Jeffrey Saltzman's Blog

Enhancing Organizational Performance

Confidence Too

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How do you think you would be received if you embarrassed people in power either political or religious power, not by claiming more or perhaps better knowledge, but simply by asking logical questions that pointed out inconsistencies and inadequacies in their decision-making, showing that the rationale for the various beliefs that they held dear was full of holes? What if you were so confident that your questioning approach was a method that could be utilized to uncover the truth and create a path toward greater understanding, and perhaps better decision-making, that you incessantly applied it every day until you had a both a following and a significant group of detractors?  If you were Socrates, causing that embarrassment would lead to the death penalty on charges of corrupting the youth of Athens and disbelieving in the ancestral gods. He was so confident in his approach, now called the Socratic Method that he was willing to die for his beliefs.

Where did that level of confidence come from? How could he be so sure he was right? In essence he did not believe he was right about the content of anything, about his knowledge, what he stated he had was “an open awareness of his own ignorance”, a belief that he felt that those in power did not possess. What he believed in was his method, his approach that if followed would lead to greater insights, and that ordinary people could be taught to question traditional notions and by doing so would be leading a more fulfilling life. Heresy! His belief in his questioning approach was so strong that during his trial he is reported by Plato to have said, “The unexamined life is not worth living”, as he rejected offering up exile or silencing as alternatives to the death penalty to be imposed by drinking Hemlock.  How many scientists do you know today who would be willing to die for the right to conduct experiments, or follow a line of inquiry in order to do hypothesis testing?  

It is speculated by some scholars that the charges were brought against Socrates because of a sense of pessimism that had engulfed democratic Athens after their devastating loss in the Peloponnesian War to the oligarchic Spartans, a loss of confidence in their political system, and the hunt for a potential scapegoat. You can almost hear the maneuvering, the rationales being offered as to why Athens lost to its rival. “It is that trouble maker Socrates, always questioning, tearing us down, trying to destroy our way of life, never following our lead. He has corrupted our youth by sowing doubt and has brought down the wrath of our gods by questioning their legitimacy. Death to Socrates!” It is easier of course to look back at the ancient past and to state that their behavior appears silly, for we would never act that way today, tearing down those that question our beliefs, would we?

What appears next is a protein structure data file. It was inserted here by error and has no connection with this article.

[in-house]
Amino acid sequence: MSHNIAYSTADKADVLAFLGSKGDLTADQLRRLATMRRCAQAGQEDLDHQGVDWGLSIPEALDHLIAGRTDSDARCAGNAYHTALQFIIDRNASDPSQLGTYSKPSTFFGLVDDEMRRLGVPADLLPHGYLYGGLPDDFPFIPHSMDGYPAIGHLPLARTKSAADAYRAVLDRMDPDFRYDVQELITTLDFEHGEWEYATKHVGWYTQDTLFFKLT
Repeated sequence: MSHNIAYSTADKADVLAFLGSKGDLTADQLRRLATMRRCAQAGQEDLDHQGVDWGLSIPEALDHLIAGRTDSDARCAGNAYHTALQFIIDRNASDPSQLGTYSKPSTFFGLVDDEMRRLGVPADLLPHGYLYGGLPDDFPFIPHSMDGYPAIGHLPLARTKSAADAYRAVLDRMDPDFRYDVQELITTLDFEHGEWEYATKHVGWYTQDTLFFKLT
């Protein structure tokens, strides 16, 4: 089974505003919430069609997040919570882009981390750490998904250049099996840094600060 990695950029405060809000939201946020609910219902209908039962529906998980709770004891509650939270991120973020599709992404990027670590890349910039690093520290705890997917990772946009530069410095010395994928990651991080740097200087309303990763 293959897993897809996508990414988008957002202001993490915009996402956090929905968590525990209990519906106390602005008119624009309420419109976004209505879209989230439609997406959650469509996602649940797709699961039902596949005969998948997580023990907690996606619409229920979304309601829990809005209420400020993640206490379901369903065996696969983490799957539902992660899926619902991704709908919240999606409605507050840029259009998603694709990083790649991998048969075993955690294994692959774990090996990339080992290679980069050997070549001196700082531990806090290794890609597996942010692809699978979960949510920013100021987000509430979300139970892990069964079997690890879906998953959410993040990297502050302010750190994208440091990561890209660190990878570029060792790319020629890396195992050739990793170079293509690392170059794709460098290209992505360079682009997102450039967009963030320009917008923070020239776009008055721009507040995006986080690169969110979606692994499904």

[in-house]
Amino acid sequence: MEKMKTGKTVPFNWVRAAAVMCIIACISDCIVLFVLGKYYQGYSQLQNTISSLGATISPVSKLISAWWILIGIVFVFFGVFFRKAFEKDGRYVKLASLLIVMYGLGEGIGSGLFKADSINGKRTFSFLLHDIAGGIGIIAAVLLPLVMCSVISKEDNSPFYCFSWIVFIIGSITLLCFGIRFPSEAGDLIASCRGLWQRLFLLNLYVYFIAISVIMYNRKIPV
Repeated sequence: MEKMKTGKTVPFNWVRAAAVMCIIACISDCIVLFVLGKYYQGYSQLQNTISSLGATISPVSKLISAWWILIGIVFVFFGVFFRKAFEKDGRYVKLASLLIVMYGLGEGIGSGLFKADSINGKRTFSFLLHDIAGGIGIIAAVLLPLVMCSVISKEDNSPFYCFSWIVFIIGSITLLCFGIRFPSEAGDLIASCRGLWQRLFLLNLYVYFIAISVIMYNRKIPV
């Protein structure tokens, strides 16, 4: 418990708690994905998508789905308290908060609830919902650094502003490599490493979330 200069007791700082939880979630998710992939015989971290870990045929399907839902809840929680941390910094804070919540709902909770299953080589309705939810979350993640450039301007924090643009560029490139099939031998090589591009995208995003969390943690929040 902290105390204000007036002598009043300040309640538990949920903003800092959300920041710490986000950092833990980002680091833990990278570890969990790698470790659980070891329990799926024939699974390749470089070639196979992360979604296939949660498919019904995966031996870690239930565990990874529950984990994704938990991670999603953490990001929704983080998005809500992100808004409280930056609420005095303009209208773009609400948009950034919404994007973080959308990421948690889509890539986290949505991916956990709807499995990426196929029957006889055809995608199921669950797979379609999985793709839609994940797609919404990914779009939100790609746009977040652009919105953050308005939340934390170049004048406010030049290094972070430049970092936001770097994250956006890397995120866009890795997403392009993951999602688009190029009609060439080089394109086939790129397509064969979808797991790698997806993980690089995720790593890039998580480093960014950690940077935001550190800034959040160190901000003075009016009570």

What is confidence? How is confidence acquired? Why are we confident?  What are the consequences of a loss of confidence? From a scientific standpoint, confidence can be described as being certain that a hypothesis is correct, and through research numbers can be ascribed to your findings which are interpreted or hedged using a confidence interval (99% or 95% confidence intervals being generally accepted standards), but it is also a psychological construct that is generated by and in what the individual believes to be true, personal hypotheses, if you will. An accountant might say, “I have absolute confidence in my facts and figures and I will stand behind them 100%.” I can also have confidence in my political leadership, my religious beliefs, my doctor, family members, my mailman, my lawyer (well, maybe not). But confidence regarding individuals or institutions and in what you believe to be true about them is often limited to certain very specific circumstances. I have confidence that my mailman will deliver my mail, he has a very good track record over the years, and I know he has the US Post Office standing behind him to support him in his efforts. And while I have that confidence in my mailman, I will not have confidence in him to interpret my EKG results. That piece of confidence I will reserve to my doctor, who I have confidence in because of her track record as my doctor (she once saved my life when I had pneumonia), experience, training, and because of the hospital she works at, which gives her legitimacy because I am going to assume would not let her practice there unless she was competent. In both of these cases I have confidence in these people, in specific circumstances because of their own personal characteristics and because of the organizations with which are somehow affiliated, either through training, experience, or employment.       

Confidence is very commonly used and fairly widespread. There are formal on-going efforts to measure Investor Confidence, Consumer Confidence, Purchasing Managers Confidence, and CEO Confidence. There are numerous self-help courses aimed at improving your self-confidence in a wide variety of situations, there is the statistical use of confidence intervals and confidence limits, politically some governments face no confidence votes, and on the dark side of the law there are criminals called Confidence Men. Our current economic situation has been called by some a Crisis of Confidence and some founding fathers somewhere thought it was a good idea for the future of their towns to name them Confidence including, Confidence, Iowa, Confidence, California, and Confidence, West Virginia.

Written by Jeffrey M. Saltzman

November 1, 2009 at 8:20 am

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